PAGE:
Video, done correctly on mobile, marries the creativity and emotion of TV advertising with the flexibility and data-richness of digital ads. But for something so effective, it does seem as though it has taken a while for mobile video to really capture the attention of brands and advertisers.
Whilst the technology to stream and embed video has been around for a while, it’s taken time for the confluence of network speeds, data costs and consumer acceptance to happen. But now that we are here, it’s no surprise that spending on mobile video advertising is about to overtake desktop.
Mobile video works
Investment in mobile video ads is expected to reach $18 billion by 2018, according to a report by media measurement company, Zenith. The same report projects that as mobile video rises, desktop video ad spending will decline by 1.5% to $15 billion. There is a very simple reason for this shift to mobile video; it works. Video ads outstrip banner ads in terms of engagement, bringing much higher ROI to advertisers and of course, more revenue for developers and publishers.
Right now it’s app companies that are benefiting the most from video ads, as they not only help to more effectively promote apps and services they create, but also lead to better monetisation, allowing the majority of apps to remain free.
In the most lucrative segment of apps – namely, gaming – rewarded video ads encourage players by giving them credits or currency in return for their attention. This kind of advertising is particularly popular in countries like China and other Asian countries, where players typically don’t like using in-app purchases.
Brands and advertisers are also getting behind video. The IAB recently revealed that 90% of advertisers, agencies and publishers across 31 markets are using digital video ads, and plan on increasing their investment in the format in the future.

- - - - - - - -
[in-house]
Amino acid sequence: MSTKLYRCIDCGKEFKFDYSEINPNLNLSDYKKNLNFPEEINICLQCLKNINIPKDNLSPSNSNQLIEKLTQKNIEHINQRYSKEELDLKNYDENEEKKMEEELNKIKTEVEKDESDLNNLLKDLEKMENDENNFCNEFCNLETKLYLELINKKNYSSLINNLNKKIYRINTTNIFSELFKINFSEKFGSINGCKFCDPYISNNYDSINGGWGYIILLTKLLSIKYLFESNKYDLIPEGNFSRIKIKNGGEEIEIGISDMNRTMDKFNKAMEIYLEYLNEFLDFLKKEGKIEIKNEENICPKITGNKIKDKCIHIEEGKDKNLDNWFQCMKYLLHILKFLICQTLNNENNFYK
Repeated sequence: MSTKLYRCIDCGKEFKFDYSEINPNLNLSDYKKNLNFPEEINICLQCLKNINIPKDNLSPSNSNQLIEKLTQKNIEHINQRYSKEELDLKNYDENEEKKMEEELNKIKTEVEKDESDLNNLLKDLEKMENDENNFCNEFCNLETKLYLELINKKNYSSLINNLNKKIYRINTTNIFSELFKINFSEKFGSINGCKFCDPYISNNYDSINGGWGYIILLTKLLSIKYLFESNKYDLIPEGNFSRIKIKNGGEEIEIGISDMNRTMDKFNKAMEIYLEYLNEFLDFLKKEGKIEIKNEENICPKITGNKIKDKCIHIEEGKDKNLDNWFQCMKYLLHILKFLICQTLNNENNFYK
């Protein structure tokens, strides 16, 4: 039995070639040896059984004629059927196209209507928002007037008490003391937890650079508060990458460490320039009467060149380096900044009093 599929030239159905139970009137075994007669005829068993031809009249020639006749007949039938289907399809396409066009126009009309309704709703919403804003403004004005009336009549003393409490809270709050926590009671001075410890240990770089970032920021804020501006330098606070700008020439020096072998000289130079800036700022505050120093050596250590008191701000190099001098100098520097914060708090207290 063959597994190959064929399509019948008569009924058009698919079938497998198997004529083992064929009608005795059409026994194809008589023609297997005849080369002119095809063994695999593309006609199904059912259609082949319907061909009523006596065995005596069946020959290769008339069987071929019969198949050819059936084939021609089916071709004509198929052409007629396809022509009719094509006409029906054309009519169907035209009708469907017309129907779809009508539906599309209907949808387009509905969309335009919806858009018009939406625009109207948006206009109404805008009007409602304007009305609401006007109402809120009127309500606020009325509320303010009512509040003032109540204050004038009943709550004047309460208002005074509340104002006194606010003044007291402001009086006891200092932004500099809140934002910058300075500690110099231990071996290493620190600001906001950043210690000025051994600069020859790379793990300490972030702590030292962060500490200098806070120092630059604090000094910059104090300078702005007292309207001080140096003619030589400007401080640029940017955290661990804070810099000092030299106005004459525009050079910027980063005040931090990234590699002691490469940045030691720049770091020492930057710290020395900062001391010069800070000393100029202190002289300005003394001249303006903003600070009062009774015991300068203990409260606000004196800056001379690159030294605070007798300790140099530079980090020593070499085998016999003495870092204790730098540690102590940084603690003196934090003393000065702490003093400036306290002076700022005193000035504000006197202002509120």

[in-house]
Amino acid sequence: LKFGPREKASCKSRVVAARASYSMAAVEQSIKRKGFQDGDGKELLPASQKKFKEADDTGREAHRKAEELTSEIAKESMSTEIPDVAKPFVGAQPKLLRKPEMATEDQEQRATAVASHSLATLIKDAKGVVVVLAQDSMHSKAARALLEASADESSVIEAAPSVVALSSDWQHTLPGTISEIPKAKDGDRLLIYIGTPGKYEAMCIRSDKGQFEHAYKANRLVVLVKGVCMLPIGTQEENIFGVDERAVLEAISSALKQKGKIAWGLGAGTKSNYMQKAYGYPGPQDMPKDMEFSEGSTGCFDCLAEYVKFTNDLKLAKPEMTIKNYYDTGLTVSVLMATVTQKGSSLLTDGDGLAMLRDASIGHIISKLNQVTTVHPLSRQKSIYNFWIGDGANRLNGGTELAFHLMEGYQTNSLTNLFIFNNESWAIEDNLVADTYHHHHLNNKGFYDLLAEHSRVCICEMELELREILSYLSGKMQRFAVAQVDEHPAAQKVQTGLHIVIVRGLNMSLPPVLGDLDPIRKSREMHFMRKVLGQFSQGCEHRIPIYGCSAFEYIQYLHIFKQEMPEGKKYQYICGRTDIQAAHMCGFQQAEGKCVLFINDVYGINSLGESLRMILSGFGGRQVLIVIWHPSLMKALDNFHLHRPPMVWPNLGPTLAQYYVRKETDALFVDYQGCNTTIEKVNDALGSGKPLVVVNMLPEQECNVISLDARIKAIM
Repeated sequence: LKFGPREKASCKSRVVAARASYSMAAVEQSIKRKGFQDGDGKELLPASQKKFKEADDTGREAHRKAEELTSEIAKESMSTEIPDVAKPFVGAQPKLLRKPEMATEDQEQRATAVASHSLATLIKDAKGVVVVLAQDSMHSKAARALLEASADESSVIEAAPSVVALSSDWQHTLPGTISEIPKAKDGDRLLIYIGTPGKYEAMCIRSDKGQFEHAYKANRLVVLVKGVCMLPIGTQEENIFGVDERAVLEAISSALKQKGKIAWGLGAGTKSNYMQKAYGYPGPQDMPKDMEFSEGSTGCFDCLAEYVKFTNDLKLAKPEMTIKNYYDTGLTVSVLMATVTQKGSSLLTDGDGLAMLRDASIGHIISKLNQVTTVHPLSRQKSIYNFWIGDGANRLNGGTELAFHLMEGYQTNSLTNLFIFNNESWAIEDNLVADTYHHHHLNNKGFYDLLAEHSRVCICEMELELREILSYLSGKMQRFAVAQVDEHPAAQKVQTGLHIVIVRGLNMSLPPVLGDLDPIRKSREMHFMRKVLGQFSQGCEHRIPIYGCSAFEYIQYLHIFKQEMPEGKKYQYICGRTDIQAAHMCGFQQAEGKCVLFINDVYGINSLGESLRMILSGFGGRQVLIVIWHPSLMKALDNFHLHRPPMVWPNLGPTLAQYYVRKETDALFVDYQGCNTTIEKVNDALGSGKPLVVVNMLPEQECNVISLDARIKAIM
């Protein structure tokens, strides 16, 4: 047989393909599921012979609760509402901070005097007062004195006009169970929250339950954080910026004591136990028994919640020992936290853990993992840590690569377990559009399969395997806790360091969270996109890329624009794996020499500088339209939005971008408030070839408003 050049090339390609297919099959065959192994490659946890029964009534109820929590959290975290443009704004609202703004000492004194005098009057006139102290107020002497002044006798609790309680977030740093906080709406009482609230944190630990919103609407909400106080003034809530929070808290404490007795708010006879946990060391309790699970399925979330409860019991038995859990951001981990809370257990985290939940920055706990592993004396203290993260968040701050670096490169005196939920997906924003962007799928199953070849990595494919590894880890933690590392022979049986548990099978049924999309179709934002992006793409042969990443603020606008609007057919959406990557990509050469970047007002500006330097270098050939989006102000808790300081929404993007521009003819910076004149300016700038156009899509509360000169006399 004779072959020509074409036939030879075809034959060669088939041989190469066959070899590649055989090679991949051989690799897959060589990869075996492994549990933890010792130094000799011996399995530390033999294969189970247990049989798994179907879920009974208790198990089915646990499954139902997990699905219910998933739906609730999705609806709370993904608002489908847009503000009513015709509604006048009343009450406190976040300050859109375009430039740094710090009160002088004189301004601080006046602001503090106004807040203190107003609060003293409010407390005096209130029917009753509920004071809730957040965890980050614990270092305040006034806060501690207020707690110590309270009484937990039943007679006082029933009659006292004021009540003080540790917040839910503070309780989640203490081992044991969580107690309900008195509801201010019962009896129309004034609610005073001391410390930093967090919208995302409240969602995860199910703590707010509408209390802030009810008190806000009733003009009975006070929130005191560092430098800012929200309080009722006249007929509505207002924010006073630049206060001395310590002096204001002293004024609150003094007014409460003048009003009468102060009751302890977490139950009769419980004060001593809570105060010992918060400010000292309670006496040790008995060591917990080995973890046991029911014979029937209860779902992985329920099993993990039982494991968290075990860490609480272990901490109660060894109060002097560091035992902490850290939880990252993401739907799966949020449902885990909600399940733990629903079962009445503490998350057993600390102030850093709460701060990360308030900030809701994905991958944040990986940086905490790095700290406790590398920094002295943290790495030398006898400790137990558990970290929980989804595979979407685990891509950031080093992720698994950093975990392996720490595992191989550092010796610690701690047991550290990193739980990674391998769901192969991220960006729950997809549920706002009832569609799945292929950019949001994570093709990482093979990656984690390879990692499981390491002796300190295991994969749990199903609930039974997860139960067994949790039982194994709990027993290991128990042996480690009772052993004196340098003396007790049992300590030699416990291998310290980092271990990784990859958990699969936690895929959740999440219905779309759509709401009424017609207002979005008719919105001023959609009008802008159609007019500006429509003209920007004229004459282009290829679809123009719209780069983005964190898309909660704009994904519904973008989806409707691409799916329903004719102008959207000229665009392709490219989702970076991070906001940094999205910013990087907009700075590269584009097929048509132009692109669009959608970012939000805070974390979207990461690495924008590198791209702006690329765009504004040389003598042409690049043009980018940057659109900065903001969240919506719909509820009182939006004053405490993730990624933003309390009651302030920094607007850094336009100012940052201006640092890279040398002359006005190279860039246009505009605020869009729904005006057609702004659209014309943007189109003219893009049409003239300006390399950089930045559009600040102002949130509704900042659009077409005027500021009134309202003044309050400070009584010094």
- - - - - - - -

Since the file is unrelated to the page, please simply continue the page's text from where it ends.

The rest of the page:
But with so many in the world without 4G or stuck with limited data, there are many challenges that are holding back the wider use of video ads. Those challenges include different OS’s to target, a wide number of ad formats, the cost and use of mobile data and of course the ever-changing screen ratio of smartphones.
In regions such as Southeast Asia, South America and Africa the format is limited by two factors. First, is network connectivity, with millions of users only having access to 2G, or 3G. The second is the number of smartphones used. While smartphone adoption is growing, network speeds and the amount of data available creates challenges.
While there are some techniques to overcome this, such as being able to test network speed and deploy a static ad, rather than a video ad, or pre-loading ads when devices connect to Wi-Fi, the full potential of mobile video has not yet been reached.
As these technical barriers to adoption are overcome, I expect video to play a central role in helping not just apps, but other mobile-first services. And as more video is consumed, more advertisers will look to use it in innovative and engaging ways, perhaps with a blend of augmented reality (AR), for example. The more options there are creatively, the more it will be possible to explore with the format and bring value to advertisers.
One way to ensure the continued success of mobile video is to deliver experiences that users find compelling. This involves telling engrossing stories, and, finding ways to do video in new ways and creating experiences that are unique to mobile.
With the ability to target on mobile, based on profiles of different types of users, mobile video can also deliver contextual experiences, depending on the time of day, location, or demographics of the viewer. Beyond that, advances with AR and real time streaming could also lead to enabling viewers to truly interact with an ad campaign.
Of course, this is just one glimpse of the possible future. In the here and now, mobile video ads may not be able to do everything they can on the desktop – yet – but it’s clear where the industry is heading.